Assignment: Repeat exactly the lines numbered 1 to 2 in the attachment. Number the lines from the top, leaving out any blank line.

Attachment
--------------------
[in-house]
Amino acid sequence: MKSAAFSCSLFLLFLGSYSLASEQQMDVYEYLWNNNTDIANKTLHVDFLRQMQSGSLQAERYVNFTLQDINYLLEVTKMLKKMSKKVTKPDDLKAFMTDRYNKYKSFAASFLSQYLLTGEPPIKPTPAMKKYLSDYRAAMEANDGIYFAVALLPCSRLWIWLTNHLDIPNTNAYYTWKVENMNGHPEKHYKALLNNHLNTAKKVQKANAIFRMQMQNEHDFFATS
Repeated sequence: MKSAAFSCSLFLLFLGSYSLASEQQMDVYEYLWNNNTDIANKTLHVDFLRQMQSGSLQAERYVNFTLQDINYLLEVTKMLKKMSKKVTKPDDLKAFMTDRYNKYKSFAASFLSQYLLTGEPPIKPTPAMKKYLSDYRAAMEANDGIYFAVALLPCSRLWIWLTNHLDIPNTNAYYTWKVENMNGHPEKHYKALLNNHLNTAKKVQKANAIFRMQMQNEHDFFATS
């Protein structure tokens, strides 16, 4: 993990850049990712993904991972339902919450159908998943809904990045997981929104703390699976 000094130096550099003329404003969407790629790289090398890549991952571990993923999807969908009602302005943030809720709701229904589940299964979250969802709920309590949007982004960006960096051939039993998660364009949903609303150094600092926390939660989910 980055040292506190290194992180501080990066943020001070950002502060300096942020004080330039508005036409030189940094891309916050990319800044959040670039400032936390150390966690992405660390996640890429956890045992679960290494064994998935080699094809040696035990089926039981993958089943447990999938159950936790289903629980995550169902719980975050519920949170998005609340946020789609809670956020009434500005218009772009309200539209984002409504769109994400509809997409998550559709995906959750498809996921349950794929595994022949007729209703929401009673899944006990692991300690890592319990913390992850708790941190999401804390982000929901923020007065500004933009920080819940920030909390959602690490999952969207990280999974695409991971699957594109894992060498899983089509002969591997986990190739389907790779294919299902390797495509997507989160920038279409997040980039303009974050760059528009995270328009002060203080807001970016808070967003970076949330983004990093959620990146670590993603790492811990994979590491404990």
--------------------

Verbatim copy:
[in-house]
Amino acid sequence: MKSAAFSCSLFLLFLGSYSLASEQQMDVYEYLWNNNTDIANKTLHVDFLRQMQSGSLQAERYVNFTLQDINYLLEVTKMLKKMSKKVTKPDDLKAFMTDRYNKYKSFAASFLSQYLLTGEPPIKPTPAMKKYLSDYRAAMEANDGIYFAVALLPCSRLWIWLTNHLDIPNTNAYYTWKVENMNGHPEKHYKALLNNHLNTAKKVQKANAIFRMQMQNEHDFFATS